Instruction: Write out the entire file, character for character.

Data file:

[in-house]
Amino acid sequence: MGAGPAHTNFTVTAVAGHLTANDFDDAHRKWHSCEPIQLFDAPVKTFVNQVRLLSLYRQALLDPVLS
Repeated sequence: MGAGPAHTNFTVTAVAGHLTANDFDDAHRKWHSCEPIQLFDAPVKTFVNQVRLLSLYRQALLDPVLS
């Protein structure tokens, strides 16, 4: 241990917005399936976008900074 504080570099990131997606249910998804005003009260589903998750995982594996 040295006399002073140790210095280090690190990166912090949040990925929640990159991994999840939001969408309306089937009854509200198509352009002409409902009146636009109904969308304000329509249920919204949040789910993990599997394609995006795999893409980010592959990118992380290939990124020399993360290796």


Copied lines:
[in-house]
Amino acid sequence: MGAGPAHTNFTVTAVAGHLTANDFDDAHRKWHSCEPIQLFDAPVKTFVNQVRLLSLYRQALLDPVLS
Repeated sequence: MGAGPAHTNFTVTAVAGHLTANDFDDAHRKWHSCEPIQLFDAPVKTFVNQVRLLSLYRQALLDPVLS
């Protein structure tokens, strides 16, 4: 241990917005399936976008900074 504080570099990131997606249910998804005003009260589903998750995982594996 040295006399002073140790210095280090690190990166912090949040990925929640990159991994999840939001969408309306089937009854509200198509352009002409409902009146636009109904969308304000329509249920919204949040789910993990599997394609995006795999893409980010592959990118992380290939990124020399993360290796």